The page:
The Rise of the Micro-Holiday

Why do we celebrate International Talk Like a Pirate Day? Because we can.
Lukasz Janyst/Shutterstock

Nancy Hoffman, of Peaks Island, Maine, has amassed a collection of 1,200 umbrella covers. Not umbrellas, to be clear, but umbrella covers: the fabric tubes that encase brand-new umbrellas, the ones that have little obvious use save for populating the world's junk drawers and landfills. ("Umbrella coves are very underappreciated, as far as I'm concerned," Hoffman says, adding: "They're just a very unusual little crossover between throwaway packaging and things we really use.") In July 2012, Hoffman presented her collection—at that time a grouping of 730 umbrella sleeves, sourced from 50 different countries and displayed in a house that Hoffman has converted into a museum for the cause—to the decision-makers at Guinness World Records. The grouping, the authorities agreed, constitutes the biggest one ever convened in one place

Last year, Hoffman wrote an email to a man named Jono Alderson, who, since 2009, has run The site is, as its name semi-suggests, a calendar. More specifically, though, it is a kind of shadow calendar, one that tracks not official celebrations—your Thanksgivings, your Independence Days—but rather the days that celebrate things like ... umbrella covers. And also: plush animals. And also spreadsheets. And also hypnotism. And also cake. ("There's a lot of cake," Alderson says.)

Alderson's site promises, overall, to act as a database for the holidays that double as "the funny, weird, and wonderful Days of the Year." Holidays with frank names like World Card-Making Day and World Goth Day and Cheer Up the Lonely Day and International Tuba Day and Build a Scarecrow Day and Clean Off Your Desk Day and Particularly Preposterous Packaging Day and Tiara Day and Common Sense Day and Middle Child Day and Hug a Plumber Day and Hug a Lawyer Day and Hug a Vegetarian Day and Towel Day and Bloomsday and Bad Poetry Day and, lest we farrrrrget, International Talk Like a Pirate Day. Holidays that are the logical extensions of unofficial events like Black Friday and Super Bowl Sunday and Throwback Thursday and, obviously, Shark Week. Holidays that take place not at the level of the mass culture, but at the level of the micro-community. Holidays that make you wonder what it means to be a holiday in the first place.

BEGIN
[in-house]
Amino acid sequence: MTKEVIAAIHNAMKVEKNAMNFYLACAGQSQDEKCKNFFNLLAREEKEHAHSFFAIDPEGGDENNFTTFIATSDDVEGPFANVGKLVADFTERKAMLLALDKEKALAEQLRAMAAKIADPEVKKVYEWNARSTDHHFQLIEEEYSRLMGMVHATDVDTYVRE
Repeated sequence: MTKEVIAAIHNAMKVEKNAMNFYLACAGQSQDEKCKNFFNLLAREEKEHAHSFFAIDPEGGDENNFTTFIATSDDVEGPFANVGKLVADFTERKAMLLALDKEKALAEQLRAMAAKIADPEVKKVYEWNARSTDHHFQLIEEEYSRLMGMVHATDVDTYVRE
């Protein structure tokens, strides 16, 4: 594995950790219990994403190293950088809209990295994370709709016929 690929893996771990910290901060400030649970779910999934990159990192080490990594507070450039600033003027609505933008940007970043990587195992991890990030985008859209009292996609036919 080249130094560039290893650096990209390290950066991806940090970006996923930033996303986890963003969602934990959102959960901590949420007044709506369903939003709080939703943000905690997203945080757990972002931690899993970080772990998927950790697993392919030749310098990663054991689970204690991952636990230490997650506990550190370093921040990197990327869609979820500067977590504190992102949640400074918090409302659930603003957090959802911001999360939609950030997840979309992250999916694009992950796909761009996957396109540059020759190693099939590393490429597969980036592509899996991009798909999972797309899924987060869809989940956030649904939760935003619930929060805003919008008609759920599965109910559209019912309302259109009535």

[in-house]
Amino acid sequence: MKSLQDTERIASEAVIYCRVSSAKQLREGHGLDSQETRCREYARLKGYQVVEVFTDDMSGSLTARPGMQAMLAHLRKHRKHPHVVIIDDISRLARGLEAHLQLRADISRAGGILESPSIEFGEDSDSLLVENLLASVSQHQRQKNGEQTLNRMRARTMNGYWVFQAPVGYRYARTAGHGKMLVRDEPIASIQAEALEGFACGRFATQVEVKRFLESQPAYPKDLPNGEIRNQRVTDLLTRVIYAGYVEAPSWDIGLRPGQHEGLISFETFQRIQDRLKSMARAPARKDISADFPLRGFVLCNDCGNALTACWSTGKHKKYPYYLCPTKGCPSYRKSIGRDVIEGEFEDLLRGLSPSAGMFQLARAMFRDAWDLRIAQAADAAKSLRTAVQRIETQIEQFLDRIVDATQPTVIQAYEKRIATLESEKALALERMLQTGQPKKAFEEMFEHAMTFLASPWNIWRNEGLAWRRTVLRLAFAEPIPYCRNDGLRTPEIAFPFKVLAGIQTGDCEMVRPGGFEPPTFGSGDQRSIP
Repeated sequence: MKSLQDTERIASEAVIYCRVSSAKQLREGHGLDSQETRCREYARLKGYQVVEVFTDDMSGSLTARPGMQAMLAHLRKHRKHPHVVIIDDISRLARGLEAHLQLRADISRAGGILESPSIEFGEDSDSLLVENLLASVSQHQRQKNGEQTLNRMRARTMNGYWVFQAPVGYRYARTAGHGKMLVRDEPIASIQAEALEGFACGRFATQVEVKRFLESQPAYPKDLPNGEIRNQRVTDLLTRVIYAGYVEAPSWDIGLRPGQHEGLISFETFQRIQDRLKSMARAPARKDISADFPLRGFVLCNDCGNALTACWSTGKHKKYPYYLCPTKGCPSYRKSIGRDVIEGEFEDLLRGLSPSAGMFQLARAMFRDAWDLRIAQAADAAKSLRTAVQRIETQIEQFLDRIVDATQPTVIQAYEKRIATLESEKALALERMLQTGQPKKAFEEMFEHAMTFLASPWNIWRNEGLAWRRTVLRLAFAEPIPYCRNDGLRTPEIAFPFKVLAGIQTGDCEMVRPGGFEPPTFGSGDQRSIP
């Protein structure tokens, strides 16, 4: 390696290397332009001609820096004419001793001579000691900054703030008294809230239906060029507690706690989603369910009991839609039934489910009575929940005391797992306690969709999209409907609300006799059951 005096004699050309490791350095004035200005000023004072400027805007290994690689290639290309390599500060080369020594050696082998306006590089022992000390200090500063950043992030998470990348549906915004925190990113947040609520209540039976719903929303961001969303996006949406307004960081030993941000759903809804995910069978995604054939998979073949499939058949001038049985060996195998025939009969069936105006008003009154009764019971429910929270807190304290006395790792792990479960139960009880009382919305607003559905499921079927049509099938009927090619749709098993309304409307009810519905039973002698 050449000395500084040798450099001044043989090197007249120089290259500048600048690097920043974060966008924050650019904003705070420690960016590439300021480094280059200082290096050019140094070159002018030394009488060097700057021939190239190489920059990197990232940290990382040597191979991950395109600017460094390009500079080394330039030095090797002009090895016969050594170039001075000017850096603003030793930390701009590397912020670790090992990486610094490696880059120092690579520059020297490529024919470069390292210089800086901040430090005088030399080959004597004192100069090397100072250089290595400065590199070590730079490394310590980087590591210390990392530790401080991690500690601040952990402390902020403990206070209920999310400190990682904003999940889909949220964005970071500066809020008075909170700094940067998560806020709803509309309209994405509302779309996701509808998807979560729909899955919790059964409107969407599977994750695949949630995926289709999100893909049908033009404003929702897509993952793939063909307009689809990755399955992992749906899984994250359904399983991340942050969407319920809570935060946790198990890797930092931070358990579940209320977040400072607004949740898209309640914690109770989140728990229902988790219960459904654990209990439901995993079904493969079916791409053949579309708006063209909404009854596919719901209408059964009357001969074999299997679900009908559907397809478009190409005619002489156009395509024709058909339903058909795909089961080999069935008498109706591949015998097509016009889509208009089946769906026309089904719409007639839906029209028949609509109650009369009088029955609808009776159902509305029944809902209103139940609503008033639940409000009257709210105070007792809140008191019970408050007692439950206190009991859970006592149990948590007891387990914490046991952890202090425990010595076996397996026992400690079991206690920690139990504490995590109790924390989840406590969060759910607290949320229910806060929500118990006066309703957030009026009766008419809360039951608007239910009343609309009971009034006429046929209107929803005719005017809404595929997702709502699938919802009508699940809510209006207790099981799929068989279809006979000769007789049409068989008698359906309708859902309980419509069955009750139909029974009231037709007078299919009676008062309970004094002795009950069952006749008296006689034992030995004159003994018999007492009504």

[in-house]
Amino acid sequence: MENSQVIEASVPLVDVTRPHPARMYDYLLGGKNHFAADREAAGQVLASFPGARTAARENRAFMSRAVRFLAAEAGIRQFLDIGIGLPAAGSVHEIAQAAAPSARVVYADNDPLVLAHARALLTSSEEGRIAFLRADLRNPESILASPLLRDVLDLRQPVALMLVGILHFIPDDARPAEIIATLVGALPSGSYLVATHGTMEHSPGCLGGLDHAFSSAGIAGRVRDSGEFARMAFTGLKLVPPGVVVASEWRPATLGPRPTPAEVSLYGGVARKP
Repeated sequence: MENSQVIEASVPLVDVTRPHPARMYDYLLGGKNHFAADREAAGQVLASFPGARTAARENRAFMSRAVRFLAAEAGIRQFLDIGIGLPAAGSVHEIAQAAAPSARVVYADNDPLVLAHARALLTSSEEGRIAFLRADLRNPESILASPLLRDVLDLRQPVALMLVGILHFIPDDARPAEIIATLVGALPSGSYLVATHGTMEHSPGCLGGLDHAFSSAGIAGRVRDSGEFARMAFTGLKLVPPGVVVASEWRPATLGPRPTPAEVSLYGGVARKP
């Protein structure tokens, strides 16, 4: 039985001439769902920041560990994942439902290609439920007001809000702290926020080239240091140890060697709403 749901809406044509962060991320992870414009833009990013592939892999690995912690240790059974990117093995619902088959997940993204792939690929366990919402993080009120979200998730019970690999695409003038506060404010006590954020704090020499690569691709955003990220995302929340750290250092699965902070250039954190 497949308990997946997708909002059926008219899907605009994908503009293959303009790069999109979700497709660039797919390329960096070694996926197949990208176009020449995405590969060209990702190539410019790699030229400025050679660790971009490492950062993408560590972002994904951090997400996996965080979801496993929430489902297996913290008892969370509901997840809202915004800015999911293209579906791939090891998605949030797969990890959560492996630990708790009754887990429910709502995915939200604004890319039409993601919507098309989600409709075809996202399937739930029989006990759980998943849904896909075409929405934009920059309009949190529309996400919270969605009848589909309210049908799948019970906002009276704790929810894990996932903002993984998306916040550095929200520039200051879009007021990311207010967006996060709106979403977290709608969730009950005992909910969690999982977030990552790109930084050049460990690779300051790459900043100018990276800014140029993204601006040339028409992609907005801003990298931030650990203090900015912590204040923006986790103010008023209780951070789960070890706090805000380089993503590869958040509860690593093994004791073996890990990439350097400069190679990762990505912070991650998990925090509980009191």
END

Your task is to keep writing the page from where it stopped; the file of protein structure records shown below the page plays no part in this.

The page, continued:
We could call these cheeky festivities "haha-lidays." Or "LOLidays." But let's save that conversation for International Make Up a Word Day. For now, I'll just call them "micro-holidays," and note what you probably already know, if you have been to a bar that celebrates National Bourbon Day, or passed a bakery advertising specials for National Cupcake Day, or seen the founder of Panda Express celebrating Plush Animal Lovers' Day: that these holidays often exist simply to sell us stuff. (So: "sellebrations"?) They are more, however, than just nichified versions of the Hallmark Holiday; they are also, in their way, extreme extensions of the Internet's impulse to democratize the things it encounters—even, in this case, time itself. Pretty much anyone can celebrate a micro-holiday. Pretty much anyone can start one.